The Canadian Club











{October 23, 2009}   A man after Bertram Cooper’s mind and Roger Sterling’s heart

shoes_offAs you suggested, I wanted to address Betty’s letters at some point… But speaking of Mad Men…

My fondest desire has finally come true! Mark Sanford, whose affair captured my imagination for all its literary sturm und drang — the struggle with faith, norms of marriage and power, passionate letters, and heady exoticism — all that I love about French literature, well, he has finally set about to writing.  And, naturally, his first effort, as with all good, up-and-comers, is a book review.

But not just any book review… he discusses his readings of Ayn Rand.  A paean to the objectivist ethos of one Bertram Cooper? Pshaw!

In fact, bearing a similar chaotic ingenuousness to his confessions, the review often falters, holds back from tackling difficult concepts and paves a fairly rustic path with crude cobble-stones.  Reading like a high school essay, Sanford’s piece limits itself for the most part to a commented summary of the key works, The Fountainhead and Atlas Shrugged, with some clumsy observations:

What happens, of course, is that the government collapses, and Galt emerges to reorder society along strictly free-market lines. Granted, the plot is farfetched, but that doesn’t mean it’s not enormously influential.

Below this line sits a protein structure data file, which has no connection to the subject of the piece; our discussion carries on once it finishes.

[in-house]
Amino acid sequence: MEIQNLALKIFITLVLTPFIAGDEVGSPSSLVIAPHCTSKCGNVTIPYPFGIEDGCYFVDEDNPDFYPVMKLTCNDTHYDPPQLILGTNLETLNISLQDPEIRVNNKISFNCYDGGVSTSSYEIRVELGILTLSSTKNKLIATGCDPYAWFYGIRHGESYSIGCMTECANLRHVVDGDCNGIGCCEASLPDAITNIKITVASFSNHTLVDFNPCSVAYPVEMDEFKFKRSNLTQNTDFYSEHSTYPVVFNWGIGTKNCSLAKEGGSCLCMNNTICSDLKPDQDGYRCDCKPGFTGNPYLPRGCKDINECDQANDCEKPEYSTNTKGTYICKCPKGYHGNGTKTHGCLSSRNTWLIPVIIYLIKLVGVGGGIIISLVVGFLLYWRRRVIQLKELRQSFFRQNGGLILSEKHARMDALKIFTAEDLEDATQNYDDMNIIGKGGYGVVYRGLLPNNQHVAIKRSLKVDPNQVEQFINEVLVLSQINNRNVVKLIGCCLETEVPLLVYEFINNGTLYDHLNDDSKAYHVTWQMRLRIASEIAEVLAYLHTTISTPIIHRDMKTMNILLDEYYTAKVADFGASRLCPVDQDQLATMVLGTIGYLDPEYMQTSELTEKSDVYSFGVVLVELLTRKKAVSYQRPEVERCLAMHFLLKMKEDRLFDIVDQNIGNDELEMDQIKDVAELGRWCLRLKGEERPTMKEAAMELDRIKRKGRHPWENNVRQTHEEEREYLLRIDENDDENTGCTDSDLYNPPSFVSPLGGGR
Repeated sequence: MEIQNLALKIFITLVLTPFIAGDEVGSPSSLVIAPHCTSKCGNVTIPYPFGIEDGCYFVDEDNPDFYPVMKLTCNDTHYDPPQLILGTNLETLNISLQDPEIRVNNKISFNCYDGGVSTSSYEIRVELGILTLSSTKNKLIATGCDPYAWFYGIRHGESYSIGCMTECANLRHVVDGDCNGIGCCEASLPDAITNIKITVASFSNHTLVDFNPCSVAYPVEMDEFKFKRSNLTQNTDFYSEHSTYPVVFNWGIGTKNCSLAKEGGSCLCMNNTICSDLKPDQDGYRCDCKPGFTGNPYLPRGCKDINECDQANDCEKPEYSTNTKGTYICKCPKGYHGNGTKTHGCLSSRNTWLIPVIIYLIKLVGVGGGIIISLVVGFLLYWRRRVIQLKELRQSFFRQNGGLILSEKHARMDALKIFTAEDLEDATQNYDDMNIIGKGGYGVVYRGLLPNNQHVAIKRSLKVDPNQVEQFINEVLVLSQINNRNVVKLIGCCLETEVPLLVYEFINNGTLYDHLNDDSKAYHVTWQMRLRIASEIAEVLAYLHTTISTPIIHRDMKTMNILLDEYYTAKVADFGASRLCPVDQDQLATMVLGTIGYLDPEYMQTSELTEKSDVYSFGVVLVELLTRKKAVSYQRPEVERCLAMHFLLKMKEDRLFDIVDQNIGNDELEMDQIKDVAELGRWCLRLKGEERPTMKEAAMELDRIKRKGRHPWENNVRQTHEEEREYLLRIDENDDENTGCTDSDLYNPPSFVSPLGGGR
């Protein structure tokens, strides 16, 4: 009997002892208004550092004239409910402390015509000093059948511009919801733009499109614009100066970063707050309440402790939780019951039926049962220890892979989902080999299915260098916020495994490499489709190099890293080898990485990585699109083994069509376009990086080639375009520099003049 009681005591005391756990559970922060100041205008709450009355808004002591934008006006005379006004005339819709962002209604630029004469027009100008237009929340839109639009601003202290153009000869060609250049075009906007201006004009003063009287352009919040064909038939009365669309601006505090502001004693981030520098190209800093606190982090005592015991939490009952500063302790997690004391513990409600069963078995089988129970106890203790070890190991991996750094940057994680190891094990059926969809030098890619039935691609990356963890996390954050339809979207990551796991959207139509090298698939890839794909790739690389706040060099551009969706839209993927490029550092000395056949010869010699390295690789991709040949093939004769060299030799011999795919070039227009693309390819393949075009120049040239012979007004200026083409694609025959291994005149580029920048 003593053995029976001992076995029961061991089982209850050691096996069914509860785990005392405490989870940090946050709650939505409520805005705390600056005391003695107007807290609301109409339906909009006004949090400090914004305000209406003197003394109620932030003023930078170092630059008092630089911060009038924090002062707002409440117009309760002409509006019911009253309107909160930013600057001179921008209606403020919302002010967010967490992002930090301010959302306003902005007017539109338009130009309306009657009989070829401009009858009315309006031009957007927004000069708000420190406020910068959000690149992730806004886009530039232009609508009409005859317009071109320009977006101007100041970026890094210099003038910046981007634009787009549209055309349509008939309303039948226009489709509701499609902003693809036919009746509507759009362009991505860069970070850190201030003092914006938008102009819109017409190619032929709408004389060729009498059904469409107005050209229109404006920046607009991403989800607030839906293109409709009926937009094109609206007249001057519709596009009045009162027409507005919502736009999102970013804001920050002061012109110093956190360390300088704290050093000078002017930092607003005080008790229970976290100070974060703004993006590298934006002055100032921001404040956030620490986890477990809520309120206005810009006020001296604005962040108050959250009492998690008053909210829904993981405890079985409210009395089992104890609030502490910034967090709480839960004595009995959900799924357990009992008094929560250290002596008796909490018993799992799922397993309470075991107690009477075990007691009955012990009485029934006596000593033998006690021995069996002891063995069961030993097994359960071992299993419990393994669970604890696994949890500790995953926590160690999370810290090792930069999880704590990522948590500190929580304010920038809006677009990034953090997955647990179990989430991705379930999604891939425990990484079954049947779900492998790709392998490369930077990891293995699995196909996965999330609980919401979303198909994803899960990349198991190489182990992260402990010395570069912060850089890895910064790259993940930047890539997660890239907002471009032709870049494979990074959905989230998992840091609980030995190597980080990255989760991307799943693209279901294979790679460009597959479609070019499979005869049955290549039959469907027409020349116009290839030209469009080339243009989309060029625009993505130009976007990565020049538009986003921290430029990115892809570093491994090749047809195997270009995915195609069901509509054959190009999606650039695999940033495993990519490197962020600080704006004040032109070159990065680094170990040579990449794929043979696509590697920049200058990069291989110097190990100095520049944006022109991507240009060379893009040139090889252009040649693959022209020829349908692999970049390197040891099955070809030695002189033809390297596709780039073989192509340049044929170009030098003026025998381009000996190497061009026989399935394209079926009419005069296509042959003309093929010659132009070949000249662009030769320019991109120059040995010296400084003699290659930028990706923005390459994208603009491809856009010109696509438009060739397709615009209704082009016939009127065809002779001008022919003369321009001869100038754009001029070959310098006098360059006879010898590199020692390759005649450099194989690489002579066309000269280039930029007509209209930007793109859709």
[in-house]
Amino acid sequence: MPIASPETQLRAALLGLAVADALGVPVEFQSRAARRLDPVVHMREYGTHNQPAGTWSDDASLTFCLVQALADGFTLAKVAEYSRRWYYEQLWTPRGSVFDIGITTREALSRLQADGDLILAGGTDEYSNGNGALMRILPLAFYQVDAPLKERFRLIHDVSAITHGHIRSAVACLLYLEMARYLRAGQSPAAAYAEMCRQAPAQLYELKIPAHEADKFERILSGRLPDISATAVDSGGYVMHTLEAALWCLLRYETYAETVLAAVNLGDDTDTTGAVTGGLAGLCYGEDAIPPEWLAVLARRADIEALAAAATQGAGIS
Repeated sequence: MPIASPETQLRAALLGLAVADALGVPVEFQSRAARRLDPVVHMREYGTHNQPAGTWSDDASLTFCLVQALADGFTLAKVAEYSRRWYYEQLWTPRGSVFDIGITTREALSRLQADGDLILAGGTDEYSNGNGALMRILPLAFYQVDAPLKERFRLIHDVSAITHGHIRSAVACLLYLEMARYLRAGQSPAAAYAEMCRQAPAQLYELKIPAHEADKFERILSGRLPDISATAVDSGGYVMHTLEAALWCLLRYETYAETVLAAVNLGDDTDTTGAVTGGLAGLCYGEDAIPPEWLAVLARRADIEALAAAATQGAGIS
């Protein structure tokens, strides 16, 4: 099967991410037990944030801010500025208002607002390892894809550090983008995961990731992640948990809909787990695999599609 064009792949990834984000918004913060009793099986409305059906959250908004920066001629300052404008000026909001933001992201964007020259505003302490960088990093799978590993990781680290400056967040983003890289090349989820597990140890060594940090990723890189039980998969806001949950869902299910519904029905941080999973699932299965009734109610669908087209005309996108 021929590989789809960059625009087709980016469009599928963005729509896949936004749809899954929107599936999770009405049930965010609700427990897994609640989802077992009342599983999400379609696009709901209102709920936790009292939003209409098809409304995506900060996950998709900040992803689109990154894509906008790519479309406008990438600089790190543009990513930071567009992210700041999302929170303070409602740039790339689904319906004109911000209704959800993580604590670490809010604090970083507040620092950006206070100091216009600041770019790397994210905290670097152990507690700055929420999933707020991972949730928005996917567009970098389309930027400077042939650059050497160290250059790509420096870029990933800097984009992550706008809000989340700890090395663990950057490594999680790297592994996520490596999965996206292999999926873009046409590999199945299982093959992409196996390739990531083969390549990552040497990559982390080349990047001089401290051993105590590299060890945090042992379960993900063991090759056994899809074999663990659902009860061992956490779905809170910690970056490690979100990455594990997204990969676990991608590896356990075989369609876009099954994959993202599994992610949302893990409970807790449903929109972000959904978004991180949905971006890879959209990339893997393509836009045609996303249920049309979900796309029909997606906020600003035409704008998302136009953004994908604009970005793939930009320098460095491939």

We learn that Sanford came to Rand relatively late:

When I first read The Fountainhead and Atlas Shrugged in the 1980s, I was blown away. Those books portray the power of the free individual in ways I had never thought about before.

In the 1980s, he had already finished college.  There really seems like no excuse to visit with Ayn Rand after the age of 17.  If you aren’t hooked on nerd-revenge fantasies by then, it’s most likely that they don’t apply to you.  One can only imagine that the books were forced upon him by some club at business school, kind of like taking up golf.

In the end, though, the most touching part of Sanford’s review is his final evocation of human frailty:

There is one more major flaw in Rand’s thinking. She believed that man is perfectible—a view she shared with the Soviet collectivists she hated. The geniuses and industrial titans who retire to Galt’s hidden valley create a perfect society based on reason and pure individualism; and Galt himself, in the 57-page speech near the book’s end, explicitly denies the existence of original sin. The idea that man is perfectible has been disproved by 10,000 years of history. Men and women are imperfect, or “fallen,” which is why I believe there is a role for limited government in making sure that my rights end where yours begin.

While the political lesson that Sanford draws from this inheritance of sin appears tacked on out of political convenience, his insistence upon the corruption of our flesh is touching and shows some glimmer of promise should he find someone to actually edit his work.

As I said when the scandal first broke — and it applies even more so, now — I would jump at the chance to ghostwrite Mark Sanford’s memoirs.  Mark, have your people call me.

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